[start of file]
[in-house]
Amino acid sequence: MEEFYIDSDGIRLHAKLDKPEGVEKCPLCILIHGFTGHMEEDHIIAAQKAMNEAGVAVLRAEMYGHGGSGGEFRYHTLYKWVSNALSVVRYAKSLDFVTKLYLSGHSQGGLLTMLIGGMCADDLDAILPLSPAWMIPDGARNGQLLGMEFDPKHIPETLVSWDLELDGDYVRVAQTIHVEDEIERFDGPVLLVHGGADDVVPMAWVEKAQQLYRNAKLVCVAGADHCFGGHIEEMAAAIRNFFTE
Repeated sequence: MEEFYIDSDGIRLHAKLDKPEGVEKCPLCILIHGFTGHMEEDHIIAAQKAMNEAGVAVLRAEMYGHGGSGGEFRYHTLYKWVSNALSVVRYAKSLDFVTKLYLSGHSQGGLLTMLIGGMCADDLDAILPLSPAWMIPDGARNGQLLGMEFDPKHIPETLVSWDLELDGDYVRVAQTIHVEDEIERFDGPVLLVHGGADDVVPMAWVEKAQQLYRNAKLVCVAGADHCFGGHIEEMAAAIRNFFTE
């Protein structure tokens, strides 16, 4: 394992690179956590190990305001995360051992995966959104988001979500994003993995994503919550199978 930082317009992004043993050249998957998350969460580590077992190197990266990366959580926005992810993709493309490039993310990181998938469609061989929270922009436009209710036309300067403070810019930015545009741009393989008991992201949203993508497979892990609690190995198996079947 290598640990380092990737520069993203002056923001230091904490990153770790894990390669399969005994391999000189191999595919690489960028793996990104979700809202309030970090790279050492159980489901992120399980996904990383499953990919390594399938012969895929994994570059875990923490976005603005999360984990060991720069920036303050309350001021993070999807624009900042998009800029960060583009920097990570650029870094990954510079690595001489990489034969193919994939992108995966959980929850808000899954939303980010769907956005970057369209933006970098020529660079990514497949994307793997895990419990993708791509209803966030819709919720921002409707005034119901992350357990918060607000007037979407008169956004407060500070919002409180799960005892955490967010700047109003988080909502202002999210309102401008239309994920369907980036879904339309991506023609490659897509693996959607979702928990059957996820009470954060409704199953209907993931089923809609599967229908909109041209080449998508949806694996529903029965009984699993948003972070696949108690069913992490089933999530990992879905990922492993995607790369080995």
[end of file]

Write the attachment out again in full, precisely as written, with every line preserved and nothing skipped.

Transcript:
[in-house]
Amino acid sequence: MEEFYIDSDGIRLHAKLDKPEGVEKCPLCILIHGFTGHMEEDHIIAAQKAMNEAGVAVLRAEMYGHGGSGGEFRYHTLYKWVSNALSVVRYAKSLDFVTKLYLSGHSQGGLLTMLIGGMCADDLDAILPLSPAWMIPDGARNGQLLGMEFDPKHIPETLVSWDLELDGDYVRVAQTIHVEDEIERFDGPVLLVHGGADDVVPMAWVEKAQQLYRNAKLVCVAGADHCFGGHIEEMAAAIRNFFTE
Repeated sequence: MEEFYIDSDGIRLHAKLDKPEGVEKCPLCILIHGFTGHMEEDHIIAAQKAMNEAGVAVLRAEMYGHGGSGGEFRYHTLYKWVSNALSVVRYAKSLDFVTKLYLSGHSQGGLLTMLIGGMCADDLDAILPLSPAWMIPDGARNGQLLGMEFDPKHIPETLVSWDLELDGDYVRVAQTIHVEDEIERFDGPVLLVHGGADDVVPMAWVEKAQQLYRNAKLVCVAGADHCFGGHIEEMAAAIRNFFTE
């Protein structure tokens, strides 16, 4: 394992690179956590190990305001995360051992995966959104988001979500994003993995994503919550199978 930082317009992004043993050249998957998350969460580590077992190197990266990366959580926005992810993709493309490039993310990181998938469609061989929270922009436009209710036309300067403070810019930015545009741009393989008991992201949203993508497979892990609690190995198996079947 290598640990380092990737520069993203002056923001230091904490990153770790894990390669399969005994391999000189191999595919690489960028793996990104979700809202309030970090790279050492159980489901992120399980996904990383499953990919390594399938012969895929994994570059875990923490976005603005999360984990060991720069920036303050309350001021993070999807624009900042998009800029960060583009920097990570650029870094990954510079690595001489990489034969193919994939992108995966959980929850808000899954939303980010769907956005970057369209933006970098020529660079990514497949994307793997895990419990993708791509209803966030819709919720921002409707005034119901992350357990918060607000007037979407008169956004407060500070919002409180799960005892955490967010700047109003988080909502202002999210309102401008239309994920369907980036879904339309991506023609490659897509693996959607979702928990059957996820009470954060409704199953209907993931089923809609599967229908909109041209080449998508949806694996529903029965009984699993948003972070696949108690069913992490089933999530990992879905990922492993995607790369080995």